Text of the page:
Sunday, 20 December 2015

The first strawberries of Summer... and what to do with them

The first time I ever ate wild strawberries...

I was living in Italy and went to spend a day in the country with my Italian flatmate's family. There, in the Ligurian mountains, we sat outside and a fruit tart was presented with a flourish. 

When I saw the strawberries gleaming on top, I knew that they were the little wild ones that I'd grown up with in Melbourne, dotted around the hundred-year-old colonial garden that surrounded our home (a crumbling mansion long since divided into grand but ever more shabby apartments). 

Back then, I didn't know they were edible, and I used to pick them and leave them in little heaps for the fairies to collect. 

My first mouthful of that wild strawberry tart was a revelation. I discovered that wild strawberries are indeed edible - in fact, they tasted more strawberryish than any strawberry I had ever eaten. I was filled with joy at the discovery, and regret that I had not understood, as a child, what a treasure I had given so freely to the garden fairies without ever keeping some for myself. 

Now I grow my own little woodland strawberries and pick them as soon as they're ripe, and pop them in my mouth. At that moment I channel that moment in time, seated at an old wooden bench in the Ligurian mountains, overwhelmed with the amazing taste of strawberriness.

So why can't you just buy these at the supermarket?


THESE DAYS (says my inner granny), big chains tend to buy strawberries on contract, from growers encouraged to focus on varieties chosen for their long life and thick skins (making them perfect for carting across state boundaries in huge refrigerated trucks).

While very useful to large supermarket chains and their shareholders, these strawberry varieties are not always the tastiest. In proof of Murphy's Law, the tastiest strawberries are the wild ones, and these collapse inwards and lose their dignity within a few hours of picking. Woodland and alpine strawberries, the baby cousins of the gigantic bullies preferred by large conglomerates, are just not suitable for the mass market.

The good news is that these beautiful little berries are really simple to grow, spreading almost like weeds once established, and (if you can get to them before your friendly neighbourhood birdlife) you will be rewarded with mouth-watering deliciousness.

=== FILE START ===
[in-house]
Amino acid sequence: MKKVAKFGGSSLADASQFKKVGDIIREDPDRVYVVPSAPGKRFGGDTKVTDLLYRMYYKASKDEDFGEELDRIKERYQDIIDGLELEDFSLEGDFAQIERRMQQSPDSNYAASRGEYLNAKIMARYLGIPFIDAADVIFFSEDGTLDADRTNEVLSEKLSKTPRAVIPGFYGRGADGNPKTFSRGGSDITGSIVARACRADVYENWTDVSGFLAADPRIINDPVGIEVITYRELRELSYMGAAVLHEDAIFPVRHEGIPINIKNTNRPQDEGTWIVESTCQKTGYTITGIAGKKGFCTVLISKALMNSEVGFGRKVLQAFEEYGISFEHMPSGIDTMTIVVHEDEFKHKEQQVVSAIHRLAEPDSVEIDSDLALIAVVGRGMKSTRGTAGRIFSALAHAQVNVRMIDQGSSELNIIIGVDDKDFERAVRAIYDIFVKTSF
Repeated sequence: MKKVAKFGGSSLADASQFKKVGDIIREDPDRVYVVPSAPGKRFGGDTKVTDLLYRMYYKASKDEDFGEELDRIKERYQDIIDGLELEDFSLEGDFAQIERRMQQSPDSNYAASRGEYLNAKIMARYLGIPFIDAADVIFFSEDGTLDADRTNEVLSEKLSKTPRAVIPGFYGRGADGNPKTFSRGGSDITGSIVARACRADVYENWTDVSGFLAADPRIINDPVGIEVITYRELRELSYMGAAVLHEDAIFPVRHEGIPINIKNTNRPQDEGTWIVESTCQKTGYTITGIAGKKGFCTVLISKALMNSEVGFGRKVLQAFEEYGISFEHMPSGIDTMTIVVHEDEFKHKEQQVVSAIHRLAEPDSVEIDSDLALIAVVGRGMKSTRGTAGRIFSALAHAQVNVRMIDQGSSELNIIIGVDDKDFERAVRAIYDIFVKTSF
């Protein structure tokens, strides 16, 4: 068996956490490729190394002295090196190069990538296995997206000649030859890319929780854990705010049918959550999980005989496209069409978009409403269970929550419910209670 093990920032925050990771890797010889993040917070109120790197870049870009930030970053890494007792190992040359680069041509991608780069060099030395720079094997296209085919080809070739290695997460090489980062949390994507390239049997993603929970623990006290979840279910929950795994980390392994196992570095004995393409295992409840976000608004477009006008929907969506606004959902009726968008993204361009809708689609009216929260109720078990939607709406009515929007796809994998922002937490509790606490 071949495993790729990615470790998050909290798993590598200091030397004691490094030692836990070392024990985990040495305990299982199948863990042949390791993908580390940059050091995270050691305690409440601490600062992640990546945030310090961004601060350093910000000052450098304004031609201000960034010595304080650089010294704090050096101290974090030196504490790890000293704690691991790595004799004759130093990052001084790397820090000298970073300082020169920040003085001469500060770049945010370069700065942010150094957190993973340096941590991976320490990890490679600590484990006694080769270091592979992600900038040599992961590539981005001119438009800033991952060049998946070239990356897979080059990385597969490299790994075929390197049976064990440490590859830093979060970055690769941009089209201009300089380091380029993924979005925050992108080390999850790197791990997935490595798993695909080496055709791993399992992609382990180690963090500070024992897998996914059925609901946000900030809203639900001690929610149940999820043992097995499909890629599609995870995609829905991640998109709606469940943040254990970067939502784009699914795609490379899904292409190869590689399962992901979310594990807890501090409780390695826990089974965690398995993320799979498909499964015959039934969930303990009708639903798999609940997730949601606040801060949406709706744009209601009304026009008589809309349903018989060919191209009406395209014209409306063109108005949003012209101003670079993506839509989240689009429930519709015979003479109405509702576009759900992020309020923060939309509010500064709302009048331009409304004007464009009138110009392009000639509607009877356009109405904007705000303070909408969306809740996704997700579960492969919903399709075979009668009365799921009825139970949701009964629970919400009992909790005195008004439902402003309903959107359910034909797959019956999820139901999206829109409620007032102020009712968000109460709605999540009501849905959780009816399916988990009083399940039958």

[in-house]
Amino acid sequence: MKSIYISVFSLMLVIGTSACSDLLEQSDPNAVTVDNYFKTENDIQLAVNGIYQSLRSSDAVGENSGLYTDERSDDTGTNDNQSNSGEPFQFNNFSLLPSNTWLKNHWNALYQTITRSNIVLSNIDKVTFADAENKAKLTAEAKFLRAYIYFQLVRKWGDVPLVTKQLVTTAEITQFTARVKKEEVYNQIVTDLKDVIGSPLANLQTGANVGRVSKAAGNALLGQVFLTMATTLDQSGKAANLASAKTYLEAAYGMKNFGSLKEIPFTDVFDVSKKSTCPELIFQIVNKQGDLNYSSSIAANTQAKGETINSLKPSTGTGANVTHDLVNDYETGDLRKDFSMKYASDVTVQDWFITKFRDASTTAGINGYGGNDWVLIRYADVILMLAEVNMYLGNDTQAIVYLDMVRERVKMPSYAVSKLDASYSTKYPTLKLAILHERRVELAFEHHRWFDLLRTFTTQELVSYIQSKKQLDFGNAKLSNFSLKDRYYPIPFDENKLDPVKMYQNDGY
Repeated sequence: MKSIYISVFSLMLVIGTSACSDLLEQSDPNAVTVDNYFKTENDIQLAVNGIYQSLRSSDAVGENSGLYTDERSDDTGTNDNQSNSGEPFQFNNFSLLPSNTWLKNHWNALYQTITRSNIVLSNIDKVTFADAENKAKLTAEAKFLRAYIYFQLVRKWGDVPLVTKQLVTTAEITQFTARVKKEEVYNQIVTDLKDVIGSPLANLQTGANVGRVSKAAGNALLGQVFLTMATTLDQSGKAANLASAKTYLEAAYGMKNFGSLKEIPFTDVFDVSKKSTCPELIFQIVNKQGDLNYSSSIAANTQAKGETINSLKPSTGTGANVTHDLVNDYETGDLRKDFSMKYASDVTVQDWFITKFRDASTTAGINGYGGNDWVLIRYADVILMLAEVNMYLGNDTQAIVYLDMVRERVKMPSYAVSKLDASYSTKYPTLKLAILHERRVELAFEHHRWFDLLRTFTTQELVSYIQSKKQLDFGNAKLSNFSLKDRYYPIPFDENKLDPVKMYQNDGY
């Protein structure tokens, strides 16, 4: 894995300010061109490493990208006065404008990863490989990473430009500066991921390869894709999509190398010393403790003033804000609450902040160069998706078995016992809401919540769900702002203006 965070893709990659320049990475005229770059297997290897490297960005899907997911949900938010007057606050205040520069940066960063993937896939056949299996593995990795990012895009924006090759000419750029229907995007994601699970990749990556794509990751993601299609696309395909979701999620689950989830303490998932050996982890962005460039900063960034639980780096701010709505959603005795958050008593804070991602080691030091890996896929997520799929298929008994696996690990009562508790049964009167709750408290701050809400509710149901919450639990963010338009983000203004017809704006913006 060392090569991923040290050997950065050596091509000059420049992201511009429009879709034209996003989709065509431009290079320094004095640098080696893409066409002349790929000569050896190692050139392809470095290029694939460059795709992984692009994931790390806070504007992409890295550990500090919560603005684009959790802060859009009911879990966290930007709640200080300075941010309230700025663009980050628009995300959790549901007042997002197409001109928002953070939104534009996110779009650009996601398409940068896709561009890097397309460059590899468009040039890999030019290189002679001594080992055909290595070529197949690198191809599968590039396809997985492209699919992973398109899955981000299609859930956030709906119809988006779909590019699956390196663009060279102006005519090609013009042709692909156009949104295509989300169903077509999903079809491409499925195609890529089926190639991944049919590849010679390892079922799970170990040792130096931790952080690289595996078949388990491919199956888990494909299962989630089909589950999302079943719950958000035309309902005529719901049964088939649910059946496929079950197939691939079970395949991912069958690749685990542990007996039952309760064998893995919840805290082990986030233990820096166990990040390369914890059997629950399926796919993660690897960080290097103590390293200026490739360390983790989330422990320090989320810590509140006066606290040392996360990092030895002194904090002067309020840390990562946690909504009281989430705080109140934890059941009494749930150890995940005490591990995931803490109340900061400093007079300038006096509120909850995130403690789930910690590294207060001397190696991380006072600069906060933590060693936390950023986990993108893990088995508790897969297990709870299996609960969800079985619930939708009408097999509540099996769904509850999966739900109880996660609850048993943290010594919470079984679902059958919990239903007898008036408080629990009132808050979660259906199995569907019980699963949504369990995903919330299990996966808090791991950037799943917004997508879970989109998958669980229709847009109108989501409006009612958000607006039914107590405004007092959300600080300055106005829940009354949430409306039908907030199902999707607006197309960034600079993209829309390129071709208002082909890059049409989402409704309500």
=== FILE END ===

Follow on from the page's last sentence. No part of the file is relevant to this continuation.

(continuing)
I'll admit a couple of things off the bat here.

They're pretty small. The one on the right here is a really, really big one. The one in the middle is about normal. So, bargain for 1-cm fruit. You need a lot of those to do much with them.

That brings me to my next point! These little plants spread wildly, suckering their way around all of the unused places in your garden.

They can tolerate sun or total shade, they adore partial shade and they'll grow happily as edgings and underneath bushes and around the clothesline.

I grew my first alpine strawberry plants from seed (try an online heritage seed supplier) and proudly planted in about 8 weeny plantlets.

 Like chives and bulbs, a single plant will 'divide' into several as it grows. At the end of the first season, I discovered that my 8 plants were actually 32 plants competing for space and resources. I ripped them up, separated them, and put them all back as an edging. The result is above.

Since then I've repeated the ripping up and separating process numerous times. Also, the plants have suckered and created outposts of their own.

These take longer to get established but once they're going they just keep going like the Duracell Bunny. I have about 50 plants now I think. They don't take up much space.

Once they get fruiting, they're awesome!

Mainly I eat them straight off the bush. These little darlings don't last long once picked. However, if you have a few, you could make a fantastic shortcrust pastry tart with a creme patisserie filling and top it with them, as described in my memory above. Mini tartlets would work even better if you only have a few fruits.

You can store them for a few hours in an airtight plastic bag in the refrigerator, but be warned - they will crinkle up and disappear into themselves before you can say boo to the nearest passing goose.

Thus endeth the lesson on the relative merits of strawberries. Brought to you by Dr Cupcake.